Special assets in the Basic Law: Lindner slows down the Mützenich proposal

One could also do without an amendment to the Basic Law and decide on the special assets of the Bundeswehr with a simple majority, suggests the head of the SPD parliamentary group, Mützenich.

Special assets in the Basic Law: Lindner slows down the Mützenich proposal

One could also do without an amendment to the Basic Law and decide on the special assets of the Bundeswehr with a simple majority, suggests the head of the SPD parliamentary group, Mützenich. Finance Minister Lindner reacts and immediately wipes the idea off the table.

Finance Minister Christian Lindner continues to insist on an amendment to the Basic Law for the planned billion-euro financial injection for the Bundeswehr. He thus rejected a move by SPD parliamentary group leader Rolf Mützenich, who had spoken of alternatives such as suspending the debt brake. "It is not an option for the Bundeswehr to circumvent the debt brake with a simple majority," said Lindner. He specifically proposed a special fund in the Basic Law so that the character of the debt brake itself remains intact. "A softening would be constitutionally questionable and politically impossible to do with the FDP," emphasized the party leader.

Mützenich had told the "Frankfurter Allgemeine Zeitung" that if the Union did not agree to an amendment to the Basic Law, there were other ways for the planned 100 billion euro program. "If Germany is in an emergency situation, Article 115 allows borrowing with a simple majority." Article 115 sets a credit limit for the federal budget. An exception was recently approved because of the Corona crisis.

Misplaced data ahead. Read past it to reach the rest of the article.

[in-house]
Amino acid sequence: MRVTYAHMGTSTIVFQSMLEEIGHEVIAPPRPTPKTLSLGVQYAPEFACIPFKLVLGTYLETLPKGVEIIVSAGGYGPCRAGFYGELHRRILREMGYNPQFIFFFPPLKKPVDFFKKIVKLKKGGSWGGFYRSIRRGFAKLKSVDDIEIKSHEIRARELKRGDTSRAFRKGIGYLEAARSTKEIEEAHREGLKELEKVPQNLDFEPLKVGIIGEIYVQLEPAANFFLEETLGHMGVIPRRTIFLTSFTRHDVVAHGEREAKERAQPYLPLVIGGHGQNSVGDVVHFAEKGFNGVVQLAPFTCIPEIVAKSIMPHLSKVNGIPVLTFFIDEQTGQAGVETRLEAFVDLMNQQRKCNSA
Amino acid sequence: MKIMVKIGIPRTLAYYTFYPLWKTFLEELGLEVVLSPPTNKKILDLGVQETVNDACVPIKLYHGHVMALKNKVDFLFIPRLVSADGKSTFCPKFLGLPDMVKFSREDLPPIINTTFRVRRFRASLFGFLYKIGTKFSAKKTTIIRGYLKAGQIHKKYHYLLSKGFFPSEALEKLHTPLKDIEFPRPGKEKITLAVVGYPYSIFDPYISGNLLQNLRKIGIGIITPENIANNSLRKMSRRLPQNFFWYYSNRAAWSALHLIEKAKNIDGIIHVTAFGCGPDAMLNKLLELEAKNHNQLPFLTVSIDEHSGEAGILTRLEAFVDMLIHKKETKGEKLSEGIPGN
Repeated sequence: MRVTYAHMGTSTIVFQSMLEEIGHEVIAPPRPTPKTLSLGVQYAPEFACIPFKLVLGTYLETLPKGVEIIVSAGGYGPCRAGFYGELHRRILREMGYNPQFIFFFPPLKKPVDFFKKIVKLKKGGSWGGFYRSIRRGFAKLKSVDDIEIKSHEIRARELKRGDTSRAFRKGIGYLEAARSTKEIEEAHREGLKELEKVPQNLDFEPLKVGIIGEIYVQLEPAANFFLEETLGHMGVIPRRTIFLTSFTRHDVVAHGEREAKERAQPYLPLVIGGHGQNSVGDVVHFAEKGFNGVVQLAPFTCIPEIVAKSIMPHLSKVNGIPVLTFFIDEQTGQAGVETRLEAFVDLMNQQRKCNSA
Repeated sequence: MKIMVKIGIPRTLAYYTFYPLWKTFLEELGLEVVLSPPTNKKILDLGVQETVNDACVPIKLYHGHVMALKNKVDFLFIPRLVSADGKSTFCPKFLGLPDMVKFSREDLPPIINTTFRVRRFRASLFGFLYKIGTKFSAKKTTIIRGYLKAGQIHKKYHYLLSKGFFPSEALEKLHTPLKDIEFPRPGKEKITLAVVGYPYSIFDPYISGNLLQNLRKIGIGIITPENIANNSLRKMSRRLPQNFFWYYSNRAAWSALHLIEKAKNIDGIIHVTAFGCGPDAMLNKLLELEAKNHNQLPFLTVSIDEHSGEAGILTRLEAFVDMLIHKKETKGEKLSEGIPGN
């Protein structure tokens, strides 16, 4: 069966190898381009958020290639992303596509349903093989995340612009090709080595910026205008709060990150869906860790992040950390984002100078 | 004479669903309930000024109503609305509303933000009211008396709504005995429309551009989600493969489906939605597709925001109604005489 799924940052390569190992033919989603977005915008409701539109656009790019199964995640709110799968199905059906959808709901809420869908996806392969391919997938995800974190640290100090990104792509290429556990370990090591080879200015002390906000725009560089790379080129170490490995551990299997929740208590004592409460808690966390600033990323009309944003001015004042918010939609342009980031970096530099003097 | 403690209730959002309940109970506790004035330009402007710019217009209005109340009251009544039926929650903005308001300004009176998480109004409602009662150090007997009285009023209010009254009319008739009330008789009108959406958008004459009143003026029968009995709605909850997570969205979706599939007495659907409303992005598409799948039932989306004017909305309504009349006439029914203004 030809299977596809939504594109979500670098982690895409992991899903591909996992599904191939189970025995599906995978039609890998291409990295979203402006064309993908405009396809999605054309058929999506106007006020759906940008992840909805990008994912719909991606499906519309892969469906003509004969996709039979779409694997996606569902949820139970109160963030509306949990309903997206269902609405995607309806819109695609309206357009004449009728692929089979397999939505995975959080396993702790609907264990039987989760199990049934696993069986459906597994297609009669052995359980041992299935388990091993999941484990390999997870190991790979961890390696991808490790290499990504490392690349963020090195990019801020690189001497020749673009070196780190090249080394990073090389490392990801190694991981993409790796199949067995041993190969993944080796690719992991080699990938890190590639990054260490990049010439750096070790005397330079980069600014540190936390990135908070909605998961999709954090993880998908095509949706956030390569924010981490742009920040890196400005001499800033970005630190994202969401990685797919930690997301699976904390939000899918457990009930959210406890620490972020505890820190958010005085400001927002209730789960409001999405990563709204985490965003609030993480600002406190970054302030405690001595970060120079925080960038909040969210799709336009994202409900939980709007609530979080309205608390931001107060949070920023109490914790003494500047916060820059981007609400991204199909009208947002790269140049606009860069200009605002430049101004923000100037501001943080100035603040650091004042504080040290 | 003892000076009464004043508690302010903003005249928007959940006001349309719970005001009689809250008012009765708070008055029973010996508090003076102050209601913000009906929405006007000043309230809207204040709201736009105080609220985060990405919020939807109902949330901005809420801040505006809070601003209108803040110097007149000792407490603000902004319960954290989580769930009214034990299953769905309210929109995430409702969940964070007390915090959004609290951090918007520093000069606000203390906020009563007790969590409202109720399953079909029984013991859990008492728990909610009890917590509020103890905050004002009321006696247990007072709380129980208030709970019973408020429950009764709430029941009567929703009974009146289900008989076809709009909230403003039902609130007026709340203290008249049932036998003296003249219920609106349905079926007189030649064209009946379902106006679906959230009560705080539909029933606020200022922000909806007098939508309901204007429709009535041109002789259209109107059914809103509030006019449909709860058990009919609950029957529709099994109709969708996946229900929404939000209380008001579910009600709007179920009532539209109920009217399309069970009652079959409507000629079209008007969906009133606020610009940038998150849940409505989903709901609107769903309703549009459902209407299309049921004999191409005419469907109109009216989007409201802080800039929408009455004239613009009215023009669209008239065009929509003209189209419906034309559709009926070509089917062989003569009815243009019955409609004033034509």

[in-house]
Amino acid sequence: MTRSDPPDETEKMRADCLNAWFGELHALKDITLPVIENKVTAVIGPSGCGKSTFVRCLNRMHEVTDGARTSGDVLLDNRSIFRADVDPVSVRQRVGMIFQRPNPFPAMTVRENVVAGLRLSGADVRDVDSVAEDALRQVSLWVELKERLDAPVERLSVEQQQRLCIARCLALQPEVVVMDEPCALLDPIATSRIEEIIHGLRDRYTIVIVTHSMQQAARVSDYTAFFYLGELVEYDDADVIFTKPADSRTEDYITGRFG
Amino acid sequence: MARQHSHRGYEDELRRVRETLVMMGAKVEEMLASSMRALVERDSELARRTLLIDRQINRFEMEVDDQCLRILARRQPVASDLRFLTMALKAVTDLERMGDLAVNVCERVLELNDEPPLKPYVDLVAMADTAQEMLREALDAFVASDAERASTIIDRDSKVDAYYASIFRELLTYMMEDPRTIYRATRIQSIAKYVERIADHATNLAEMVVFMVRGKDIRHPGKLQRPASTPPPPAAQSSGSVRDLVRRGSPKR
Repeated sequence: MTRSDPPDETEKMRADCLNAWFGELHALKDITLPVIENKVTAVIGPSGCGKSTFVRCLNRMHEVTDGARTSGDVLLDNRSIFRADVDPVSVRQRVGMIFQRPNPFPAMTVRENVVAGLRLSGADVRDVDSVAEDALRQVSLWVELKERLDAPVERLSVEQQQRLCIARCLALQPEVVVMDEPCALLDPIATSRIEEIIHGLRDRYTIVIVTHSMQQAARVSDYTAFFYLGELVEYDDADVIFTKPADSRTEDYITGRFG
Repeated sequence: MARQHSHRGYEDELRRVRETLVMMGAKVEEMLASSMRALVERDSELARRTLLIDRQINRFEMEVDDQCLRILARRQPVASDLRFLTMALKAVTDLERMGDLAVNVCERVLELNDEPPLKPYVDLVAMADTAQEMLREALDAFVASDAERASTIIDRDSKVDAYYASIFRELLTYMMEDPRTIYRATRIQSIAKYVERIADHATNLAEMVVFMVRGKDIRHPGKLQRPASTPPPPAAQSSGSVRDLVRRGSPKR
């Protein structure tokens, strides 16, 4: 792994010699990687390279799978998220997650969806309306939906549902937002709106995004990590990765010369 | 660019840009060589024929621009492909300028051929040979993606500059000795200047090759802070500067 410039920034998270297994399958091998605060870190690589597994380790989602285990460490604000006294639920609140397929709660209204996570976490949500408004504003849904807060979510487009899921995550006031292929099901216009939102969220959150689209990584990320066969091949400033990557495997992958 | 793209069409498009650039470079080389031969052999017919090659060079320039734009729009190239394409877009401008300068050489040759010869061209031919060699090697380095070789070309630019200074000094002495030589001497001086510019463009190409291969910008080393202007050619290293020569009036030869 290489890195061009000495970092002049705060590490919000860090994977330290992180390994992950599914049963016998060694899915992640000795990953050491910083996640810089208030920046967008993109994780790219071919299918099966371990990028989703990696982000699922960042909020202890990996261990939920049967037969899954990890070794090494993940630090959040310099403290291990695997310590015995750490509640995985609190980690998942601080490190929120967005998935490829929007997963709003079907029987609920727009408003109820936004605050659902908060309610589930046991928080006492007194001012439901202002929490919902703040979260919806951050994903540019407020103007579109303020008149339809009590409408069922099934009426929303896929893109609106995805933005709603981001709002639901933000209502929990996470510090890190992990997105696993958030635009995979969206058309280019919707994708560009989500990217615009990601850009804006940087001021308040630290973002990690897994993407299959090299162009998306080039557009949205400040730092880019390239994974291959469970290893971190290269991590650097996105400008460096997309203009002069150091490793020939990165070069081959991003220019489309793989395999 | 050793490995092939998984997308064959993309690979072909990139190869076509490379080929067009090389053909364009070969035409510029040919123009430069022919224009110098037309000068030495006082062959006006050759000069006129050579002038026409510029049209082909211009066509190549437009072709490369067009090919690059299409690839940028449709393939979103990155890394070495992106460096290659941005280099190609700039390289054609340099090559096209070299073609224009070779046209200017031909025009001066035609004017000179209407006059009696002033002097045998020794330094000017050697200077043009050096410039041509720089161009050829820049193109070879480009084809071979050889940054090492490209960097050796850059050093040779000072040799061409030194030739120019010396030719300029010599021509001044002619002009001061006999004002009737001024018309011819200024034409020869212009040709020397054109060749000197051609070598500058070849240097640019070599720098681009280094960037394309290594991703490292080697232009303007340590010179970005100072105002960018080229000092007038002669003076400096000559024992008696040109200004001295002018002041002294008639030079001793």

Lindner emphasized that declaring an emergency for the Bundeswehr again and suspending the debt brake would reduce the meaning of the rule ad absurdum, “although we have to strengthen it permanently in times of inflation”. Furthermore, no way should be opened up for the Union to shirk its responsibilities. "The condition of the Bundeswehr after 16 years of Union-led government speaks volumes," he said.

Meanwhile, in the struggle over the planned special fund for the Bundeswehr, the Union is ready to flexibly manage the target of two percent defense spending without giving it up. Union parliamentary group leader Mathias Middelberg told ARD: "We don't have a slavish idea, it has to be two percent every year." This magnitude must be achieved roughly and over a period of several years, "so what NATO also describes in terms of content with NATO capability goals, that must be achieved in the long term," said the CDU politician.

At the same time, Middelberg rejected the threat of Mützenich to decide on the better equipment of the Bundeswehr even without the Union. "It's a threat that I don't take seriously," said Middelberg. "Firstly because it is extremely difficult from a legal point of view. And I also believe that it would not be the wise signal politically. The Chancellor (Olaf Scholz, SPD) has given two wise goals and we should now implement them together." He was referring to the announcement that the Bundeswehr, with its technology that can only be used to a limited extent, would be provided with an additional 100 billion euros in a special fund and then invest the two percent of gross domestic product in defense in the future.

The Federal Government wants to strengthen the Bundeswehr with the special program of 100 billion euros and thus close equipment gaps. The special fund is to be anchored in the Basic Law, which requires a two-thirds majority in the Bundestag and Bundesrat - so the CDU/CSU opposition must be brought on board. However, the Union has set conditions for approval. What is controversial is exactly what the money should be spent on.


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